BUDGET BULLETIN 2022-23
There was only one industry-wide superannuation measure in this year’s budget and that related to the extension of the existing reduction of 50 percent on minimum drawdown rates for account-based pensions until June 2023.
There were no changes to the way superannuation is taxed, nor were there any changes to the concessional or non-concessional contribution caps. Likewise, there were no measures to address the superannuation gap experienced by women or the gender pay gap.
The focus was an $8.6 billion cost-of-living package that cuts petrol tax by 22 cents a litre for six months, offers low and middle-income earners a one-off bonus tax rebate of $420, and delivers $250 cheques to six million pensioners and welfare recipients.
Extension of minimum drawdown rate
The 50 percent reduction of the superannuation minimum drawdown requirements for account-based pensions and similar products has been extended for a further year until 30 June 2023.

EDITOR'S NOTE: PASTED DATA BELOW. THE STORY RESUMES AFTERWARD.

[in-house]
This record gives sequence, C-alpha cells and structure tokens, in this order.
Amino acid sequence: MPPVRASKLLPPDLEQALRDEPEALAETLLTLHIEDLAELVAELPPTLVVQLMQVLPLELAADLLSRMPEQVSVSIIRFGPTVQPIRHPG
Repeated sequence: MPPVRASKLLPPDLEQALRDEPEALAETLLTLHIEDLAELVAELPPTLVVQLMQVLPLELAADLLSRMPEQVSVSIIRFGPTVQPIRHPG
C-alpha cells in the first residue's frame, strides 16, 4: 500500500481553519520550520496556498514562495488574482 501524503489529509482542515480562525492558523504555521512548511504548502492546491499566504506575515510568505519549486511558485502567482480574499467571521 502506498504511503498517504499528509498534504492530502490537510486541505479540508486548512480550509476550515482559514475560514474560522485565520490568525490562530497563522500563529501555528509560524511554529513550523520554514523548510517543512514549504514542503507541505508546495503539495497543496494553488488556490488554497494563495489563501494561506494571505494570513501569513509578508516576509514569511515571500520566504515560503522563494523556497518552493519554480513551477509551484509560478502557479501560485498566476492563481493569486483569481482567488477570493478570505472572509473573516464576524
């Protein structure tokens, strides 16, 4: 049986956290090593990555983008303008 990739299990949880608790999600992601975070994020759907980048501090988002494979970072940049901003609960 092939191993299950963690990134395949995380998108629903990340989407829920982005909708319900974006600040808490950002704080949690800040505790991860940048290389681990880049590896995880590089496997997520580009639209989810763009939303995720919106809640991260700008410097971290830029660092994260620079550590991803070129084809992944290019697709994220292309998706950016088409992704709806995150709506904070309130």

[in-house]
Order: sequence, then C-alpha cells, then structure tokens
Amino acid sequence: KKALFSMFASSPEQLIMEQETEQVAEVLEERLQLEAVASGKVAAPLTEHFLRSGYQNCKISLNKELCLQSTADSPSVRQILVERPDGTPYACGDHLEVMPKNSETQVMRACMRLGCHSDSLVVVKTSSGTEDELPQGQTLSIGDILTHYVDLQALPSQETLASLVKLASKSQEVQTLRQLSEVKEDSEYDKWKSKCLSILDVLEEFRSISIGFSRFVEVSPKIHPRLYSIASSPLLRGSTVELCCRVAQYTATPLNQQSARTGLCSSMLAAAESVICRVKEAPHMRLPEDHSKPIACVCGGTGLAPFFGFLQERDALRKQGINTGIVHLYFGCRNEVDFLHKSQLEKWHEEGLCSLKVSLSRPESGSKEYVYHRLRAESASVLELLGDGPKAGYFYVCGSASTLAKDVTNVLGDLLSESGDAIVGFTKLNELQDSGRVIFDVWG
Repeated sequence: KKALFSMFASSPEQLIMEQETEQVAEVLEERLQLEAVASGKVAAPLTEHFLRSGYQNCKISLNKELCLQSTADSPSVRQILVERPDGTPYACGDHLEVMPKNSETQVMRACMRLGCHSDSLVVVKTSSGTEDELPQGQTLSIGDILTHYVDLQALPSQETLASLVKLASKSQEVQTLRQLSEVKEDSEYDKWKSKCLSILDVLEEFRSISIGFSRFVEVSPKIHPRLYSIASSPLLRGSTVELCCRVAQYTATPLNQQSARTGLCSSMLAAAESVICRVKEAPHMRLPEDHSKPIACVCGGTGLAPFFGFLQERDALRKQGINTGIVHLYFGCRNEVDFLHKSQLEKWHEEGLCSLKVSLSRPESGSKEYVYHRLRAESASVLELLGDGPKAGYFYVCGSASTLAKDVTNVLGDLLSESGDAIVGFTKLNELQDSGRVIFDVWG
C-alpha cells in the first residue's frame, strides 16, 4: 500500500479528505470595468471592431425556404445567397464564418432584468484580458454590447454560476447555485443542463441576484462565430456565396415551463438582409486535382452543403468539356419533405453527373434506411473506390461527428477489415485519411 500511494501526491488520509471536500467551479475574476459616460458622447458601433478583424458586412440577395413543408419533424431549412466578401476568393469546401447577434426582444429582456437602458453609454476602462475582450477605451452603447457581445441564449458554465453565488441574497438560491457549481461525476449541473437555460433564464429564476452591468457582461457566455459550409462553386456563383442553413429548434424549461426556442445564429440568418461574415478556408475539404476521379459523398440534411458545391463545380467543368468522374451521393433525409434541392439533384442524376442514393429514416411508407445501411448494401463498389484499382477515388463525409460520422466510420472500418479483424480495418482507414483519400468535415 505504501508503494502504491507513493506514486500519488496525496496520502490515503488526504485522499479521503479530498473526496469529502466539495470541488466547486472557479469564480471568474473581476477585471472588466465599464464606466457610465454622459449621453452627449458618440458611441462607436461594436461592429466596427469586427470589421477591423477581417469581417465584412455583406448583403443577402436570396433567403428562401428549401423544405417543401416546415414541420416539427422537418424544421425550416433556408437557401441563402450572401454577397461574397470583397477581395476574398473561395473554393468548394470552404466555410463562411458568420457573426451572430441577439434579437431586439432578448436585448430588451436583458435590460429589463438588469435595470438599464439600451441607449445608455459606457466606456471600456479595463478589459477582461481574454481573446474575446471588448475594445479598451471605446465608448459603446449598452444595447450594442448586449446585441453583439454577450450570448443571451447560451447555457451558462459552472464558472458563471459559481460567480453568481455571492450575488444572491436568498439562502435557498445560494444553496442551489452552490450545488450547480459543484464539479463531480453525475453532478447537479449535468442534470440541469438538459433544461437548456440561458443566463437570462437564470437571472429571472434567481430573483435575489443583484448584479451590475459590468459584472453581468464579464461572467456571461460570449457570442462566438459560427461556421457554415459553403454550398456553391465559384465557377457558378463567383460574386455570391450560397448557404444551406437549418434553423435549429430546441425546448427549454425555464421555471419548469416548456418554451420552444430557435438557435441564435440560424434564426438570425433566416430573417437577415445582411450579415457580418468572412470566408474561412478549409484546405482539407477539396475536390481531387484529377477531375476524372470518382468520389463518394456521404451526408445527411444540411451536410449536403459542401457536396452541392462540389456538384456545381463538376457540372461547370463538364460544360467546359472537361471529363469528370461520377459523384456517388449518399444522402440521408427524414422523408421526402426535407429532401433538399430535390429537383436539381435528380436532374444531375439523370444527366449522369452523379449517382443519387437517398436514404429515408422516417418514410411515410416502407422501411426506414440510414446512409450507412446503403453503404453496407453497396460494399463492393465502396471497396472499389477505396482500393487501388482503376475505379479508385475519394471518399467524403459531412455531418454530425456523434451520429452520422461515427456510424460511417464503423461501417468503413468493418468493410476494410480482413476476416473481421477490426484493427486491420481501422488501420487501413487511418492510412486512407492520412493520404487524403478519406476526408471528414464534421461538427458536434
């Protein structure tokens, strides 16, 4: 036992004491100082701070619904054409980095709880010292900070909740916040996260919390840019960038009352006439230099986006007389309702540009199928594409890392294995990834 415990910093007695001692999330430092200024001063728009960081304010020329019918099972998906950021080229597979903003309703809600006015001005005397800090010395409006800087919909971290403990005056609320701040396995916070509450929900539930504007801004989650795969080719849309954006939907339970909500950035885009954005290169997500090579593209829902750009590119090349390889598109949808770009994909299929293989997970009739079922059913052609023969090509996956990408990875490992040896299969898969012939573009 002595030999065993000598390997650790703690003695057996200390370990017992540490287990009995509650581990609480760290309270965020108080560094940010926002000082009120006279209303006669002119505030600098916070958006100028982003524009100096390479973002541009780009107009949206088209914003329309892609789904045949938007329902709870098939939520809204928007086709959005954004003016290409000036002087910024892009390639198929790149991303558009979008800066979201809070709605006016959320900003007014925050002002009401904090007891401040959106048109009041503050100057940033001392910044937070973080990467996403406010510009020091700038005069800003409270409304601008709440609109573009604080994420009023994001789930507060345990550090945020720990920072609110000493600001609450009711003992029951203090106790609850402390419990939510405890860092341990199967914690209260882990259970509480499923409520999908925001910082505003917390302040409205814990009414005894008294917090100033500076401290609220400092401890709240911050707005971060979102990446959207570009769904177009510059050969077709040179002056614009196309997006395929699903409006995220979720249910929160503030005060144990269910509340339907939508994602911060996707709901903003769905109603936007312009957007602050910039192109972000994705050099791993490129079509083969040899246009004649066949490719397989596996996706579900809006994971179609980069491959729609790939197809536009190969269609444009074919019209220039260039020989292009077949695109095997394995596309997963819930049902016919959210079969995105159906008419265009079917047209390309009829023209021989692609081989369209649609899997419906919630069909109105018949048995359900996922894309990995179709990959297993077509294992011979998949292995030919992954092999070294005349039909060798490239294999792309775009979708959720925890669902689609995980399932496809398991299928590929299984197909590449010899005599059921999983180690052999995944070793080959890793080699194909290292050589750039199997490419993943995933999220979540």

The minimum drawdown requirements determine the minimum amount of a pension that a retiree must draw from their superannuation each year. This change is good for retirees looking for more flexibility to manage their income and avoid selling assets in order to satisfy the minimum drawdown requirements.
Women’s budget statement
A separate women’s budget statement was issued where the government committed to narrowing the gender pay gap and the gender superannuation gap by continuing to support increased participation.
The statement also noted:
Lower workforce participation and differences in earnings impact women’s superannuation balances at retirement age. In 2018-19, the gender gap in median superannuation balances for persons aged 60-64 was 23.4 percent.
Lower financial security and independence put women at higher risk of poverty in old age and can make it harder for women experiencing family and domestic violence.
The superannuation gap is expected to narrow over time on account of the narrowing in the gender pay gap, increases in women’s workforce participation and the maturing of the superannuation system.
Getting more women into the workforce and into higher paying jobs is the most meaningful way to increase superannuation balances.
Review the budget papers here.
Information for this document was sourced from the Federal Budget papers, the Association of Superannuation Funds of Australia and the Australian Institute of Superannuation Trustees.